The high cost of housing is not only a concern for people living in Toronto and Vancouver, but for most Canadians residing in urban cities across the country, according to a new poll.
As home prices continue to soar in real estate hotspots Toronto and Vancouver, results from a new poll from the Angus Reid Institute suggests that nearly half of Canadians living in an urban centre feel the cost of homes are “unreasonably high” or “high.”
Of the 5,867 survey respondents, 56 per cent said housing prices in their neighbourhoods are outside of what’s “reasonable.” However, the poll results revealed that 32 per cent of respondents feel housing prices in their cities are “reasonable overall” while five per cent said prices “may be a bit low.”
The survey was conducted online between Feb. 2 and 10.
Looking at smaller housing markets, nearly 45 per cent of the respondents living in Edmonton, Calgary, Winnipeg, Montreal and Halifax, said housing costs are “high” or “unreasonably high.”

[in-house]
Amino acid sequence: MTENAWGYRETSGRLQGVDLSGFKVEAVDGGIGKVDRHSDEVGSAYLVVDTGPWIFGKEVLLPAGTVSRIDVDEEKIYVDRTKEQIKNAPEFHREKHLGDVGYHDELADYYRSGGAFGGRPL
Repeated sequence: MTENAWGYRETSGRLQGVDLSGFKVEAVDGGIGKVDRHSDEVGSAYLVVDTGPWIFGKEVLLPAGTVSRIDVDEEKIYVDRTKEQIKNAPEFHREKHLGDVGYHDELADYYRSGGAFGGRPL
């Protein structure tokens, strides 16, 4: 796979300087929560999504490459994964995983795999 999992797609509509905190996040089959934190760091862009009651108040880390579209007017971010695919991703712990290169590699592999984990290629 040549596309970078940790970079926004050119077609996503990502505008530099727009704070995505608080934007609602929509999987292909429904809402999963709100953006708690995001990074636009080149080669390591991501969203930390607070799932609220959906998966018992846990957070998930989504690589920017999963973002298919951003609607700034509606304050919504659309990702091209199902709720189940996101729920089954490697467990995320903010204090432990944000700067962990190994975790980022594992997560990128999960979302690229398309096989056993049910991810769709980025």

According to the Canadian Real Estate Association, the average home price in Metro Vancouver is $1,083,177 and 70 per cent of the survey respondents living in the Vancouver area said the cost is “unreasonably high” while 17 per cent said “high.”
In Toronto, where the average price of a home is $631,092, 46 per cent of the respondents said the prices are “unreasonably high” while 32 per cent said “high.”
Average home price by polling city (according to data compiled in January)
Canada overall: $470,297
Results from the poll also showed that nearly two-in-three Canadians (66 per cent) feel the “government should get more involved” in the real estate sector while 34 per cent feel the “government should stay out and leave to the industry to manage itself.”
Earlier this month, new mortgage rules came into effect aimed at cooling the housing market in major Canadian cities by increasing the minimum down payment.
The new minimum amount a buyer will have to put down on a home worth half a million dollars or more will increase from 5 per cent of the price to a blended, higher rate: five per cent down on the first $500,000, and 10 per cent down on any dollar value above that amount.
–with a file from Jamie Sturgeon